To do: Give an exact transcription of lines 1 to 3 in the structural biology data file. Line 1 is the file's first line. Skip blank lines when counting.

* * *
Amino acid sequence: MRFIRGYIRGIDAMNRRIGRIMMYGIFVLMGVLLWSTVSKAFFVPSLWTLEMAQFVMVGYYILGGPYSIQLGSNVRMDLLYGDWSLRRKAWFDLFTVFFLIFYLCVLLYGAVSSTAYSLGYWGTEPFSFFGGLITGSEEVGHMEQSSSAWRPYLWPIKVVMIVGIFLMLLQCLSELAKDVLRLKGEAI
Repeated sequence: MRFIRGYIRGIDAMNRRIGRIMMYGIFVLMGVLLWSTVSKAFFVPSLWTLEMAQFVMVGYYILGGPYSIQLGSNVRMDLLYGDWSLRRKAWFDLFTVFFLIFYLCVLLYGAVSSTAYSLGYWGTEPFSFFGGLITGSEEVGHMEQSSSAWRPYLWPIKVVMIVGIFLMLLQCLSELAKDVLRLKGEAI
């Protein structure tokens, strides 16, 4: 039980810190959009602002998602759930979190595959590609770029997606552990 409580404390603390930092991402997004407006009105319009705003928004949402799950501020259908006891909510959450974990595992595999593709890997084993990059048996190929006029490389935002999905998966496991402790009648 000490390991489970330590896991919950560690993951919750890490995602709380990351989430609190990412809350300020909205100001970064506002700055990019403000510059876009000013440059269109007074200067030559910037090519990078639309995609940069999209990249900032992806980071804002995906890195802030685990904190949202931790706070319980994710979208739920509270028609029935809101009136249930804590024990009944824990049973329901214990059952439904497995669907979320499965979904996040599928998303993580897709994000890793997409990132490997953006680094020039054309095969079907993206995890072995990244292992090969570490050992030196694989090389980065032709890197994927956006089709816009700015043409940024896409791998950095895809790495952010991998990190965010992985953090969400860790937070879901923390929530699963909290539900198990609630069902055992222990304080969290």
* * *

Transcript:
Amino acid sequence: MRFIRGYIRGIDAMNRRIGRIMMYGIFVLMGVLLWSTVSKAFFVPSLWTLEMAQFVMVGYYILGGPYSIQLGSNVRMDLLYGDWSLRRKAWFDLFTVFFLIFYLCVLLYGAVSSTAYSLGYWGTEPFSFFGGLITGSEEVGHMEQSSSAWRPYLWPIKVVMIVGIFLMLLQCLSELAKDVLRLKGEAI
Repeated sequence: MRFIRGYIRGIDAMNRRIGRIMMYGIFVLMGVLLWSTVSKAFFVPSLWTLEMAQFVMVGYYILGGPYSIQLGSNVRMDLLYGDWSLRRKAWFDLFTVFFLIFYLCVLLYGAVSSTAYSLGYWGTEPFSFFGGLITGSEEVGHMEQSSSAWRPYLWPIKVVMIVGIFLMLLQCLSELAKDVLRLKGEAI
């Protein structure tokens, strides 16, 4: 039980810190959009602002998602759930979190595959590609770029997606552990 409580404390603390930092991402997004407006009105319009705003928004949402799950501020259908006891909510959450974990595992595999593709890997084993990059048996190929006029490389935002999905998966496991402790009648 000490390991489970330590896991919950560690993951919750890490995602709380990351989430609190990412809350300020909205100001970064506002700055990019403000510059876009000013440059269109007074200067030559910037090519990078639309995609940069999209990249900032992806980071804002995906890195802030685990904190949202931790706070319980994710979208739920509270028609029935809101009136249930804590024990009944824990049973329901214990059952439904497995669907979320499965979904996040599928998303993580897709994000890793997409990132490997953006680094020039054309095969079907993206995890072995990244292992090969570490050992030196694989090389980065032709890197994927956006089709816009700015043409940024896409791998950095895809790495952010991998990190965010992985953090969400860790937070879901923390929530699963909290539900198990609630069902055992222990304080969290």